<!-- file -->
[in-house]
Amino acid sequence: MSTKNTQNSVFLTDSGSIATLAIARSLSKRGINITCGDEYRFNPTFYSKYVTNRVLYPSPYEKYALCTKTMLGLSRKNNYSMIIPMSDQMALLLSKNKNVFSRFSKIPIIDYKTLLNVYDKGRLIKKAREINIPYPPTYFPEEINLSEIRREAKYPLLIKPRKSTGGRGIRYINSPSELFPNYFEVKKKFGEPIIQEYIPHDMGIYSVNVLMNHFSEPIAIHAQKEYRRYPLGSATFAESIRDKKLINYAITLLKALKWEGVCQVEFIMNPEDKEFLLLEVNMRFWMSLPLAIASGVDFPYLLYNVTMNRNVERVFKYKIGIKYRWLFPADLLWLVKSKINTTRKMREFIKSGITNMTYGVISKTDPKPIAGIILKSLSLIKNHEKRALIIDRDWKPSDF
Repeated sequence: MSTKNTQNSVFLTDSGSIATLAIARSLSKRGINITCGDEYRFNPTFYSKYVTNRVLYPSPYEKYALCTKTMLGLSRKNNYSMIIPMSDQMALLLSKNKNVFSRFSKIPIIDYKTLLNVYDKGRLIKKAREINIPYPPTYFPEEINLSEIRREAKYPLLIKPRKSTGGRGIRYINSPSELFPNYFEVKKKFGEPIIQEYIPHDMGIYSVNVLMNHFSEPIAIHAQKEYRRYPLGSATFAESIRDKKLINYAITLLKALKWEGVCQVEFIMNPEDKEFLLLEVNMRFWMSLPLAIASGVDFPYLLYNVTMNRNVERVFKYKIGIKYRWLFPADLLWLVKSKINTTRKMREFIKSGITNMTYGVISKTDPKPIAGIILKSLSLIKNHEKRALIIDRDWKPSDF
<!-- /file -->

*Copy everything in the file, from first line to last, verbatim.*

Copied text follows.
[in-house]
Amino acid sequence: MSTKNTQNSVFLTDSGSIATLAIARSLSKRGINITCGDEYRFNPTFYSKYVTNRVLYPSPYEKYALCTKTMLGLSRKNNYSMIIPMSDQMALLLSKNKNVFSRFSKIPIIDYKTLLNVYDKGRLIKKAREINIPYPPTYFPEEINLSEIRREAKYPLLIKPRKSTGGRGIRYINSPSELFPNYFEVKKKFGEPIIQEYIPHDMGIYSVNVLMNHFSEPIAIHAQKEYRRYPLGSATFAESIRDKKLINYAITLLKALKWEGVCQVEFIMNPEDKEFLLLEVNMRFWMSLPLAIASGVDFPYLLYNVTMNRNVERVFKYKIGIKYRWLFPADLLWLVKSKINTTRKMREFIKSGITNMTYGVISKTDPKPIAGIILKSLSLIKNHEKRALIIDRDWKPSDF
Repeated sequence: MSTKNTQNSVFLTDSGSIATLAIARSLSKRGINITCGDEYRFNPTFYSKYVTNRVLYPSPYEKYALCTKTMLGLSRKNNYSMIIPMSDQMALLLSKNKNVFSRFSKIPIIDYKTLLNVYDKGRLIKKAREINIPYPPTYFPEEINLSEIRREAKYPLLIKPRKSTGGRGIRYINSPSELFPNYFEVKKKFGEPIIQEYIPHDMGIYSVNVLMNHFSEPIAIHAQKEYRRYPLGSATFAESIRDKKLINYAITLLKALKWEGVCQVEFIMNPEDKEFLLLEVNMRFWMSLPLAIASGVDFPYLLYNVTMNRNVERVFKYKIGIKYRWLFPADLLWLVKSKINTTRKMREFIKSGITNMTYGVISKTDPKPIAGIILKSLSLIKNHEKRALIIDRDWKPSDF